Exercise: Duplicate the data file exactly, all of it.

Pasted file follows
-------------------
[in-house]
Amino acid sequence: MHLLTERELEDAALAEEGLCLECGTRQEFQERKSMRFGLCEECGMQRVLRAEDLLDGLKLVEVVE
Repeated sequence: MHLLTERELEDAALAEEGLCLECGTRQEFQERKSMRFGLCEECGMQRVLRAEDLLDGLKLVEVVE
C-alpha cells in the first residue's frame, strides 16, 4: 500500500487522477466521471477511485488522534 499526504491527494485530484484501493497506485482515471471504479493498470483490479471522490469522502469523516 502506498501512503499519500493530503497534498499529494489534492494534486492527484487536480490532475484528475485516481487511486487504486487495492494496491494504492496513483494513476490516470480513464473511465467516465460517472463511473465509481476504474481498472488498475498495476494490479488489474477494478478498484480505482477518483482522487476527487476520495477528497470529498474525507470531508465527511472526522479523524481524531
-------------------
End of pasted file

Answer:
[in-house]
Amino acid sequence: MHLLTERELEDAALAEEGLCLECGTRQEFQERKSMRFGLCEECGMQRVLRAEDLLDGLKLVEVVE
Repeated sequence: MHLLTERELEDAALAEEGLCLECGTRQEFQERKSMRFGLCEECGMQRVLRAEDLLDGLKLVEVVE
C-alpha cells in the first residue's frame, strides 16, 4: 500500500487522477466521471477511485488522534 499526504491527494485530484484501493497506485482515471471504479493498470483490479471522490469522502469523516 502506498501512503499519500493530503497534498499529494489534492494534486492527484487536480490532475484528475485516481487511486487504486487495492494496491494504492496513483494513476490516470480513464473511465467516465460517472463511473465509481476504474481498472488498475498495476494490479488489474477494478478498484480505482477518483482522487476527487476520495477528497470529498474525507470531508465527511472526522479523524481524531